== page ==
- 23. Kolattukudy PE, Niu J. Inflammation, endoplasmic reticulum stress, autophagy, and the monocyte chemoattractant protein-1/CCR2 pathway. Circ Res. 2012; 110: 174–189. pmid:22223213
- 24. Dragomir E, Tircol M, Manduteanu I, Voinea M, Simionescu M. Aspirin and PPAR-alpha activators inhibit monocyte chemoattractant protein-1 expression induced by high glucose concentration in human endothelial cells. Vascul Pharmacol. 2006; 44: 440–449. pmid:16600694
- 25. Sathyapalan T, Atkin SL. Mediators of inflammation in polycystic ovary syndrome in relation to adiposity. Mediators Inflamm. 2010; 2010: 758656. pmid:20396393
- 26. Simeoni E, Hoffmann MM, Winkelmann BR, Ruiz J, Fleury S, Boehm BO, et al. Association between the A-2518G polymorphism in the monocyte chemoattractant protein-1 gene and insulin resistance and Type 2 diabetes mellitus. Diabetologia. 2004; 47: 1574–1580. pmid:15349727
- 27. Sartipy P, Loskutoff DJ. Monocyte chemoattractant protein 1 in obesity and insulin resistance. Proc Natl Acad Sci U S A. 2003; 100: 7265–7270. pmid:12756299
- 28. Ueda A, Okuda K, Ohno S, Shirai A, Igarashi T, Matsunaga K, et al. NF-kappa B and Sp1 regulate transcription of the human monocyte chemoattractant protein-1 gene. J Immunol. 1994; 153: 2052–2063. pmid:8051410
- 29. Xing L, Remick DG. Promoter elements responsible for antioxidant regulation of MCP-1 gene expression. Antioxid Redox Signal. 2007; 9: 1979–1989. pmid:17949278
- 30. Rovin BH, Lu L, Saxena R. A novel polymorphism in the MCP-1 gene regulatory region that influences MCP-1 expression. Biochem Biophys Res Commun. 1999; 259: 344–348. pmid:10362511
- 31. Ortega-Gomez A, Perretti M, Soehnlein O. Resolution of inflammation: an integrated view. EMBO Mol Med. 2013; 5: 661–674. pmid:23592557
- 32. Gonzalez F. Inflammation in Polycystic Ovary Syndrome: underpinning of insulin resistance and ovarian dysfunction. Steroids. 2012; 77: 300–305. pmid:22178787
- 33. Heilbronn LK, Campbell LV. Adipose tissue macrophages, low grade inflammation and insulin resistance in human obesity. Curr Pharm Des. 2008; 14: 1225–1230. pmid:18473870
- 34. Tilg H, Moschen AR. Adipocytokines: mediators linking adipose tissue, inflammation and immunity. Nat Rev Immunol. 2006; 6: 772–783. pmid:16998510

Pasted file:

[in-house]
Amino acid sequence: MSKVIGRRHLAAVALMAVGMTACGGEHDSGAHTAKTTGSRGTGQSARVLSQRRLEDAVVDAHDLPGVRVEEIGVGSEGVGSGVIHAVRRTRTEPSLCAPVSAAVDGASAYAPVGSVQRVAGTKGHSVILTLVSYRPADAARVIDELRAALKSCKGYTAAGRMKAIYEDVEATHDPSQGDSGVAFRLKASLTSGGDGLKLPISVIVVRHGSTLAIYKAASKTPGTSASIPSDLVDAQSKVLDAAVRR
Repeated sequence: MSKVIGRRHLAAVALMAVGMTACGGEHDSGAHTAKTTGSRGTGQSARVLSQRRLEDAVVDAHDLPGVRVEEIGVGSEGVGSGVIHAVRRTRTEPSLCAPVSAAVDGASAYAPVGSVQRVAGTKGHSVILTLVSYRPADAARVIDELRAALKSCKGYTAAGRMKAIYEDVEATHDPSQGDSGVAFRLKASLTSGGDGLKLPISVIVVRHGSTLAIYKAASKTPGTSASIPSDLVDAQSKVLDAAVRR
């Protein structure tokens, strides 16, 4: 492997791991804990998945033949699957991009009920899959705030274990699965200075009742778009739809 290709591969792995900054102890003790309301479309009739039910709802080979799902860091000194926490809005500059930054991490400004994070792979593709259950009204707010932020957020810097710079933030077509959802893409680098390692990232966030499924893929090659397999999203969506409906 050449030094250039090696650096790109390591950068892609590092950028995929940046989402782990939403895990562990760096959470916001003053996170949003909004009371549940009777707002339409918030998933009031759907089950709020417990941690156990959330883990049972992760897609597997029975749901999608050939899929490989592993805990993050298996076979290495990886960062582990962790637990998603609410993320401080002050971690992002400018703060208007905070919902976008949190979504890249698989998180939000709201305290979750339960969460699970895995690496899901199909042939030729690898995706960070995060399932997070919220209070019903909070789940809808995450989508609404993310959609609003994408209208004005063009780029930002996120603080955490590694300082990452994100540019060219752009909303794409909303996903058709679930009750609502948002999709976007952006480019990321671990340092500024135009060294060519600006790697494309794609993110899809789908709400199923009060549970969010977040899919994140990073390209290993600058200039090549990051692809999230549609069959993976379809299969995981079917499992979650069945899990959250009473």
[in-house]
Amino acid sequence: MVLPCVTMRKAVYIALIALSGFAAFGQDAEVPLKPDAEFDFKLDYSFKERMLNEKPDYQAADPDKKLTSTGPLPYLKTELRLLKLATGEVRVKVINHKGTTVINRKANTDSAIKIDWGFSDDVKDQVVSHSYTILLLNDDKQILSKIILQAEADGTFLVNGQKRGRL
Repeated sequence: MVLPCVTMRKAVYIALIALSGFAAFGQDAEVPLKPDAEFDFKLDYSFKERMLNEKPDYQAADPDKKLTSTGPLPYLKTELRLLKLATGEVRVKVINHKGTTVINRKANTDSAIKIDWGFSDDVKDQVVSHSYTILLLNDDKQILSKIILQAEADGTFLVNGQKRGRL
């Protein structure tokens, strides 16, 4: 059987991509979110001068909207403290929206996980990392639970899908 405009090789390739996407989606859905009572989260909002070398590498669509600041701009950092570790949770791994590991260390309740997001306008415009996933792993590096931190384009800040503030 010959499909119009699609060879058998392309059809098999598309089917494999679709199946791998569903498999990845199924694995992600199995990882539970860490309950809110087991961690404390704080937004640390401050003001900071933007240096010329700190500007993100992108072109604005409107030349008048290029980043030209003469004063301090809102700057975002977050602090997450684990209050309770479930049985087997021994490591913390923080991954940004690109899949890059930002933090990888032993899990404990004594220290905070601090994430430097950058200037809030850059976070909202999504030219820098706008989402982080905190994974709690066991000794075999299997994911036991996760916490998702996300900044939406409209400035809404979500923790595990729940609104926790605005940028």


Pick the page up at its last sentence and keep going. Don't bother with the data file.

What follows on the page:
- 35. Shoelson SE, Lee J, Goldfine AB. Inflammation and insulin resistance. J Clin Invest. 2006; 116: 1793–1801. pmid:16823477
- 36. Guerre-Millo M. Adipose tissue hormones. J Endocrinol Invest. 2002; 25: 855–861. pmid:12508947
- 37. Atabekoglu CS, Sonmezer M, Ozmen B, Yarci A, Akbiyik F, Tasci T, et al. Increased monocyte chemoattractant protein-1 levels indicating early vascular damage in lean young PCOS patients. Fertil Steril. 2011; 95: 295–297. pmid:20869052
- 38. Glintborg D, Andersen M, Richelsen B, Bruun JM. Plasma monocyte chemoattractant protein-1 (MCP-1) and macrophage inflammatory protein-1alpha are increased in patients with polycystic ovary syndrome (PCOS) and associated with adiposity, but unaffected by pioglitazone treatment. Clin Endocrinol (Oxf). 2009; 71: 652–658. pmid:19170716
- 39. Hu WH, Qiao J, Zhao SY, Zhang XW, Li MZ. Monocyte chemoattractant protein-1 and its correlation with lipoprotein in polycystic ovary syndrome. Beijing Da Xue Xue Bao. 2006; 38: 487–491. pmid:17068620
- 40. Hu W, Qiao J, Yang Y, Wang L, Li R. Elevated C-reactive protein and monocyte chemoattractant protein-1 in patients with polycystic ovary syndrome. Eur J Obstet Gynecol Reprod Biol. 2011; 157: 53–56. pmid:21530057
- 41. Gonzalez F, Rote NS, Minium J, Kirwan JP. Evidence of proatherogenic inflammation in polycystic ovary syndrome. Metabolism. 2009; 58: 954–962. pmid:19375763
- 42. Kruger B, Schroppel B, Ashkan R, Marder B, Zulke C, Murphy B, et al. A Monocyte chemoattractant protein-1 (MCP-1) polymorphism and outcome after renal transplantation. J Am Soc Nephrol. 2002; 13: 2585–2589. pmid:12239249
- 43. Karadeniz M, Erdogan M, Cetinkalp S, Berdeli A, Eroglu Z, Ozgen AG. Monocyte chemoattractant protein-1 (MCP-1) 2518G/A gene polymorphism in Turkish type 2 diabetes patients with nephropathy. Endocrine. 2010; 37: 513–517. pmid:20960176